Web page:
Why Bank-Fintech Partnerships Are Here to Stay

August 18th, 2017

partnership-8-18-17.png“Silicon Valley is coming,” Jamie Dimon, chief executive officer at J.P. Morgan Chase & Co., famously warned his bank’s shareholders two years ago. Indeed, with the rapid proliferation of fintech companies that are creating cutting-edge products, banks are asking how they can compete with these nimble startups that are reaching unbanked populations, and making routine transactions speedier and more accessible, without the same regulatory burdens shouldered by banks. While we can’t offer a silver bullet, it appears that some banks have concluded that there is considerable wisdom in the adage “if you can’t beat them, join them.”

A bank-fintech partnership is an arrangement in which a fintech company provides marketing, administration, loan servicing or other services to a bank to enable the bank to offer tech-enabled banking products. For example, a fintech company may perform loan origination services, while the bank funds and closes the loans in its own name and later sells loans it does not want to hold in portfolio to purchasers, including the fintech company. Banks have also partnered with fintech companies to provide payments services or mobile deposits. While some partnerships offer products under the fintech company’s brand, in other cases the fintech company quietly operates in the background. Some banks enter into more limited relationships with fintech companies, for example, by purchasing loans or making equity investments.

Many banks have realized advantages of bank-fintech partnerships, including access to assets and customers. Since most community banks serve discreet markets, even a relatively simple loan purchase arrangement can unlock new customer relationships and diversify geographic concentrations of credit. Further, a fintech partnership can help a bank serve its legacy customers, for instance, by enabling the bank to offer small dollar loans to commercial customers that the bank might not otherwise be able to efficiently originate on its own.

Of course, fintech companies derive significant benefits from these partnerships as well. For Fintech companies, having a bank partner eliminates barriers of market entry. With the bank as the “true lender” or money transmitter, the fintech company spares the time and expense of obtaining state licenses. Bank partners can lend uniformly on a nationwide basis and are not subject to many of the different loan term limitations that state licensed lenders are. Of course, banks must comply with their own set of lending regulations.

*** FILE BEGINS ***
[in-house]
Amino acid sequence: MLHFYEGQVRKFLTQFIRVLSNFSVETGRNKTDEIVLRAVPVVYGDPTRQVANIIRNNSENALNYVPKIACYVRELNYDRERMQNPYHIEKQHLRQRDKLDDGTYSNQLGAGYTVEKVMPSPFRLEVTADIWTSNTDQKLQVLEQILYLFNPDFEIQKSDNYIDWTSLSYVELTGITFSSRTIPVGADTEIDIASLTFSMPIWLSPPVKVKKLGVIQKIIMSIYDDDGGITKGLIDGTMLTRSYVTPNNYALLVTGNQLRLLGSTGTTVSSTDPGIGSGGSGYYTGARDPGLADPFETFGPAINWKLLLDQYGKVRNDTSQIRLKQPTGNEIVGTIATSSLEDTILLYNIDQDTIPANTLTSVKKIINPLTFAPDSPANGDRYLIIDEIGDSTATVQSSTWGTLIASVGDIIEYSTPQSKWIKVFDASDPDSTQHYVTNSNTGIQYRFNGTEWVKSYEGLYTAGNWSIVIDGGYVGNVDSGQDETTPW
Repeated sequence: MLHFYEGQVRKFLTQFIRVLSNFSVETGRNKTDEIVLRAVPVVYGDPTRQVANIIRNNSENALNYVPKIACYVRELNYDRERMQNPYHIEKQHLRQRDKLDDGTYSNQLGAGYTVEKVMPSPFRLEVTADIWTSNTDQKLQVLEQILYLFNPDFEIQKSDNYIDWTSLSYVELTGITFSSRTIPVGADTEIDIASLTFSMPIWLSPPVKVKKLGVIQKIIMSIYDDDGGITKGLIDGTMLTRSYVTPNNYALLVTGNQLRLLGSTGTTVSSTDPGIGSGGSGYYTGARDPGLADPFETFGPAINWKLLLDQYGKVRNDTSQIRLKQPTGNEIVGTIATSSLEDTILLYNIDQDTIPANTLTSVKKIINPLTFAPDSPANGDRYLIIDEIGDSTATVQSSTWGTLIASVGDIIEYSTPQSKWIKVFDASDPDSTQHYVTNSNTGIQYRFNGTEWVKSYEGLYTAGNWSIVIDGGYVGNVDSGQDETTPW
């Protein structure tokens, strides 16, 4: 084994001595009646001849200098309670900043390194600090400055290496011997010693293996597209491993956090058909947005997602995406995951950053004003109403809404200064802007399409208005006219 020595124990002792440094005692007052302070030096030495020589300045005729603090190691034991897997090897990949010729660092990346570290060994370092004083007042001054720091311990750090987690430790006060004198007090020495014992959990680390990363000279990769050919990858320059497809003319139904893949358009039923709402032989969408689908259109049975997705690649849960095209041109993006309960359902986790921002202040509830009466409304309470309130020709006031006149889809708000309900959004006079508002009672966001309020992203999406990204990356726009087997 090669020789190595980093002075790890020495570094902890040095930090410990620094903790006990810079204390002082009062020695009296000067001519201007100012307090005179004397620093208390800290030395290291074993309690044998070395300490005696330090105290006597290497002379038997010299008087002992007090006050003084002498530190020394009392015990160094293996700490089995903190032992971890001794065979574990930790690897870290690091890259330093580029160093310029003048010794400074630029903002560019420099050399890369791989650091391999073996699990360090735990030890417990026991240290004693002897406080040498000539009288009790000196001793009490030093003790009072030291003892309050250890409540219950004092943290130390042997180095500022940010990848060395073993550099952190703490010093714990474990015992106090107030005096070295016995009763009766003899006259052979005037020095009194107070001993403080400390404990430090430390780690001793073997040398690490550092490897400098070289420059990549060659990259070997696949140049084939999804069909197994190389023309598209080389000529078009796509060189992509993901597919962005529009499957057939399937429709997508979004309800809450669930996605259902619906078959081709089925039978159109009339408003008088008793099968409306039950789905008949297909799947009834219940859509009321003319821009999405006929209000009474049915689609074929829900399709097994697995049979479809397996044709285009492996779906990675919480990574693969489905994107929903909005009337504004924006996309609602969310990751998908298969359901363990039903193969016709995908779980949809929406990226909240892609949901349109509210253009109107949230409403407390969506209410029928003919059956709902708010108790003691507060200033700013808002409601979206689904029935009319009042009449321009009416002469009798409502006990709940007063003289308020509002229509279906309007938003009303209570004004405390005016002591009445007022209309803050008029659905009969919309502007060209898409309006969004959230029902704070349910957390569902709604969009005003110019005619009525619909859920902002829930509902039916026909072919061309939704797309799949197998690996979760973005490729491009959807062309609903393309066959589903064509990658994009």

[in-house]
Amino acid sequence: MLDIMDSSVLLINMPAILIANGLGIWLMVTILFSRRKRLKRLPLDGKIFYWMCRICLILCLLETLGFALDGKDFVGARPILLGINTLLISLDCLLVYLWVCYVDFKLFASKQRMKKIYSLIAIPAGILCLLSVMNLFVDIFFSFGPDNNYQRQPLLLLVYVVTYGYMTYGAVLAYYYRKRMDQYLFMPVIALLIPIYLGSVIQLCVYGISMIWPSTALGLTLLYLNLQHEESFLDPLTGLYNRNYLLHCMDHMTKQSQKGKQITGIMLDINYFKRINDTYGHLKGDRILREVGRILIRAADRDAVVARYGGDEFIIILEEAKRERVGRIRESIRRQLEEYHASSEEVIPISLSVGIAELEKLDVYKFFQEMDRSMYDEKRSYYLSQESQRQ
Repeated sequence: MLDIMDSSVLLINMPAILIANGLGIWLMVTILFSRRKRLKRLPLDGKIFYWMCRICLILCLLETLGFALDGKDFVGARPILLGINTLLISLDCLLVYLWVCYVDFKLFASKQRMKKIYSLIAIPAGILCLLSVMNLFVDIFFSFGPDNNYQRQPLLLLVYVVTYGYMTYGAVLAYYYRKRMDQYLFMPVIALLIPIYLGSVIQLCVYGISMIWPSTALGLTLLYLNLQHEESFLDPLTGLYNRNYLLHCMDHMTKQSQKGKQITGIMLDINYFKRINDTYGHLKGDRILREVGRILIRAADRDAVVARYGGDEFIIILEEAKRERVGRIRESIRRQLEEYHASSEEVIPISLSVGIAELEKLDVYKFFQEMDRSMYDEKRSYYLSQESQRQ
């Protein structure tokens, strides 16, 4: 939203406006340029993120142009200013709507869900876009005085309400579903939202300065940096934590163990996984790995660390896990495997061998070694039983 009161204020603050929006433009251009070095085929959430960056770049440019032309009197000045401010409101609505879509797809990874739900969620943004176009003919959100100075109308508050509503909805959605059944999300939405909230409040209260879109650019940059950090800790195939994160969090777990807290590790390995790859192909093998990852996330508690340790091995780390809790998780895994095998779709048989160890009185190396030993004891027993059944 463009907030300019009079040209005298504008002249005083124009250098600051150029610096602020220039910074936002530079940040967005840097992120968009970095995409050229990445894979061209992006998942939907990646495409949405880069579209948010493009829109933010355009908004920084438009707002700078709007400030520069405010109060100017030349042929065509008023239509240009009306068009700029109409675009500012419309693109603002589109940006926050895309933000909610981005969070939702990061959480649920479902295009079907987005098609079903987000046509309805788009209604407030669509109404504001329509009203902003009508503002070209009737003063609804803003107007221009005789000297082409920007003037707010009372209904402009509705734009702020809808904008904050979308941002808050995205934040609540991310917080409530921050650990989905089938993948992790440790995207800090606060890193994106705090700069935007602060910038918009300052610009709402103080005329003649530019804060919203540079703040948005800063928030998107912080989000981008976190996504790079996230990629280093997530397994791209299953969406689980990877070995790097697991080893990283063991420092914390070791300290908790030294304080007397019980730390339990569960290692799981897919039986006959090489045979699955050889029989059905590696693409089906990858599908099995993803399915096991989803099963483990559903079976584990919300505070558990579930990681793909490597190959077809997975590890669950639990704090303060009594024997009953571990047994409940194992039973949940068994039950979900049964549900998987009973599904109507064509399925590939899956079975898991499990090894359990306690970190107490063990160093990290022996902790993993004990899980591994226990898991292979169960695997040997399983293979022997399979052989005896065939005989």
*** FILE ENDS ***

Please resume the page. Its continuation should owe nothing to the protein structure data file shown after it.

Though potentially beneficial, banks must be mindful of the risks that partnerships present. Banks are expected to oversee their fintech partners in a manner commensurate with the risk, as they would any service provider, following detailed regulatory guidance on oversight of third-party relationships. In June 2017, the Office of the Comptroller of the Currency (OCC) issued a bulletin communicating enhanced expectations for oversight of third parties, including, specifically, fintech companies.

Banks must perform initial and ongoing due diligence on any fintech partner to ensure that it has the requisite expertise, resources and systems. The partnership agreement should hold the fintech company accountable for noncompliance, and enable the bank to terminate the relationship without penalty in the case of any legal violation. The parties should agree to strict information security and confidentiality standards. Banks should reserve the right to conduct audits and access records necessary to maintain oversight. Adequate oversight is essential because liability for violations or errors made by the fintech company may ultimately rest with the bank.

Banks seeking to partner with lending platforms must also structure the relationship to address true lender concerns and consider how they will sell loans or receivables on the secondary market, including to the fintech company. Unless an arrangement is properly structured, a court or a regulator may conclude that the bank was not the true lender and that the interest exceeds applicable usury limits. Similarly, as a result of a ruling by the U.S. Court of Appeals for the Second Circuit in Madden v. Midland Funding, if interest on a bank loan exceeds the rate permitted by applicable law for non-bank lenders, a non-bank purchaser may not be able to enforce the loan even if it was valid when made by the bank. Banks might address this risk by selling participation interests instead.

While competition from fintech companies may seem daunting, the proliferation of bank-Fintech partnerships suggests that banks fill a critical niche in the fintech industry. Moreover, even though some fintech companies have sought to become banks themselves and the OCC has proposed offering a special purpose bank charter to fintech companies, given the high regulatory hurdles of operating as a bank and the obstacles the OCC has encountered in advancing its proposal, it appears that bank-fintech partnerships are here to stay.

kholzel

Kimberly Monty Holzel is an associate in Goodwin’s Financial Industry, Consumer Financial Services and Fintech practices. She advises banks, non-depository financial institutions, and Fintech clients on consumer financial laws and compliance and transactional matters.

wstern

William Stern is a partner in the firm's financial industry, banking, consumer financial services, and fintech practices. He works on a variety of transactional and regulatory matters for Goodwin's financial services clients.